How to get yourself mortgage ready

Get a ballpark figure

One of the first things you should do is get a realistic idea of how much you’re likely to be able to borrow so you can see if it is worth going ahead. This will depend on three main things: your income, your outgoings and the size of the deposit you plan to put down.

There are lots of mortgage affordability calculators online which will give you a flavour of the size of loan you might be able to get. The government-backed MoneyHelper website has one, as do many banks, mortgage brokers and comparison websites.

When you come to apply, the lender will carry out a detailed affordability assessment to work out what you can afford to repay based on your income and spending commitments. Lenders also currently have to “stress test” your ability to repay if interest rates were to go up or there was a major change to your circumstances such as being made redundant or having a baby.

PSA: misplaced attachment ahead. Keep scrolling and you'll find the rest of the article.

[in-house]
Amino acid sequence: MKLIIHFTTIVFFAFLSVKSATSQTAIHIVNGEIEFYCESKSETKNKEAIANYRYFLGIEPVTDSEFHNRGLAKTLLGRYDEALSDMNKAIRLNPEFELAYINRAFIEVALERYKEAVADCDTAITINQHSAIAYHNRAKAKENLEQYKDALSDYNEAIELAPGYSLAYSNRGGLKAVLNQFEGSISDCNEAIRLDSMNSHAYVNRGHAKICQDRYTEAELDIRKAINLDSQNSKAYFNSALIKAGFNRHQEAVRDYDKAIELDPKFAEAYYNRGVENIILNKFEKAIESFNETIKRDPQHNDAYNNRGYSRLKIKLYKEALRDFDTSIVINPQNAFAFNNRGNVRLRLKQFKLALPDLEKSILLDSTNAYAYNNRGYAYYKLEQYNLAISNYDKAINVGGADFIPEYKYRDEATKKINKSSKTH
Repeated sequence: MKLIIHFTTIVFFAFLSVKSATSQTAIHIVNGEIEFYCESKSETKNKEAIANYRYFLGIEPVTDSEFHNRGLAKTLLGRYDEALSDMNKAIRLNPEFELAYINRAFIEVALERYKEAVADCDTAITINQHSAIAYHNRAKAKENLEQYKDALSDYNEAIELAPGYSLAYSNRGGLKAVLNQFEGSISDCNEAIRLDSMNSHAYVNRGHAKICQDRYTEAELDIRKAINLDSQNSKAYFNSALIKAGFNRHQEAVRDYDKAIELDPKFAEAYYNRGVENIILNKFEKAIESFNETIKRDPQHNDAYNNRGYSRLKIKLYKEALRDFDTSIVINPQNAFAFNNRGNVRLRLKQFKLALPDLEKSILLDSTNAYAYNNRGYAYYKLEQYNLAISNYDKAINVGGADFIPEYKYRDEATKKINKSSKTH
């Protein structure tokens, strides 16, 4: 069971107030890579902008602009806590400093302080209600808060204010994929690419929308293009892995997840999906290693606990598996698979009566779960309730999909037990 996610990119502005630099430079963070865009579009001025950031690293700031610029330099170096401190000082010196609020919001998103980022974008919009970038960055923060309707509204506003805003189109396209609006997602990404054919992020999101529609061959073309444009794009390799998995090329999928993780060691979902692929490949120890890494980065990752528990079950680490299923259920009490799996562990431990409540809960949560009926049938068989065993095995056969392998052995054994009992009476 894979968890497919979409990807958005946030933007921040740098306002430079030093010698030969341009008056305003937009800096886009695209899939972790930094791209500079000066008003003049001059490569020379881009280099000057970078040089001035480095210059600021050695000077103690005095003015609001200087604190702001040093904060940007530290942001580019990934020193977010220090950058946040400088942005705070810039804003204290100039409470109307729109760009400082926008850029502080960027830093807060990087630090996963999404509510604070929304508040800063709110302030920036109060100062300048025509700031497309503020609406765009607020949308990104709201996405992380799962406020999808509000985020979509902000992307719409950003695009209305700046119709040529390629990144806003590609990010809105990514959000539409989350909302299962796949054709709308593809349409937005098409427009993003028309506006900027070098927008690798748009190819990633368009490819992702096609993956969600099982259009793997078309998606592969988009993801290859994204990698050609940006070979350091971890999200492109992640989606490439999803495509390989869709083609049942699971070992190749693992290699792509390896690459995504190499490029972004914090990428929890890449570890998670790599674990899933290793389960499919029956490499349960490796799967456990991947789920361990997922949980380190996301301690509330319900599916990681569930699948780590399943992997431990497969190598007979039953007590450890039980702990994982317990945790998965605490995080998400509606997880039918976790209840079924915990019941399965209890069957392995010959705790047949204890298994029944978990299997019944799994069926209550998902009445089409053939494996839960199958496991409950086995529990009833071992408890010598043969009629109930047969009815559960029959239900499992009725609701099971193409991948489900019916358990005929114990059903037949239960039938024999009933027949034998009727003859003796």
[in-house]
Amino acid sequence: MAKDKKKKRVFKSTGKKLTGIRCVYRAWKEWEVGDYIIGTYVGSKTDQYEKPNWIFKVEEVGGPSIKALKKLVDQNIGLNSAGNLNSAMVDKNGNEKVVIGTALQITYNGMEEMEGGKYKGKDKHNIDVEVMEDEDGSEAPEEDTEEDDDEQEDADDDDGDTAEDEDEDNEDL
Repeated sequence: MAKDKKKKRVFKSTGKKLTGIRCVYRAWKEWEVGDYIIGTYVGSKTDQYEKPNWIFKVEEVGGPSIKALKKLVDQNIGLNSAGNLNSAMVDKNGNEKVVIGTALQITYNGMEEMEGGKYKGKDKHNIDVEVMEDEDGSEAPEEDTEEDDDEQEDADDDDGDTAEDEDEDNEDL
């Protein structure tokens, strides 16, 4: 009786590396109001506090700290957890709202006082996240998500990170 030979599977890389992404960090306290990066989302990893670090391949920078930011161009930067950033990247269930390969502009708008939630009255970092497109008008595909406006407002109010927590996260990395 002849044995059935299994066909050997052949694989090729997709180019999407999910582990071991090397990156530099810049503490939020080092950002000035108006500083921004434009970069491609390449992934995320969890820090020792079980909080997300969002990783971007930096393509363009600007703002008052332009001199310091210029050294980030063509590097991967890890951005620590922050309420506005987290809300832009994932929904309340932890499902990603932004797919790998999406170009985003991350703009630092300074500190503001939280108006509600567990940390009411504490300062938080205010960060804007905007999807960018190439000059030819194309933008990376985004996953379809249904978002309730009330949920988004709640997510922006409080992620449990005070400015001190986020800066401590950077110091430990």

Check your credit file …

Well ahead of applying for a mortgage, check your record with one or ideally all three of the main credit reference agencies: Equifax, Experian and TransUnion. This will alert you to any problems that might lead to you being turned down or offered a less competitive mortgage rate, such as a default on your file relating to a missed payment. In some cases you may be able to resolve these before you apply for a home loan, at which point the lender will carry out its own check.

Make sure your record is accurate and up to date, and dispute anything you don’t agree with. You can use a notice of correction to explain special circumstances behind previous arrears or defaults, such as a spell of illness.

The agencies typically offer several ways, free and paid-for, to check your credit record or score. For example, subscribing to the Credit Karma website lets you see your TransUnion score for free.

… and keep it in good order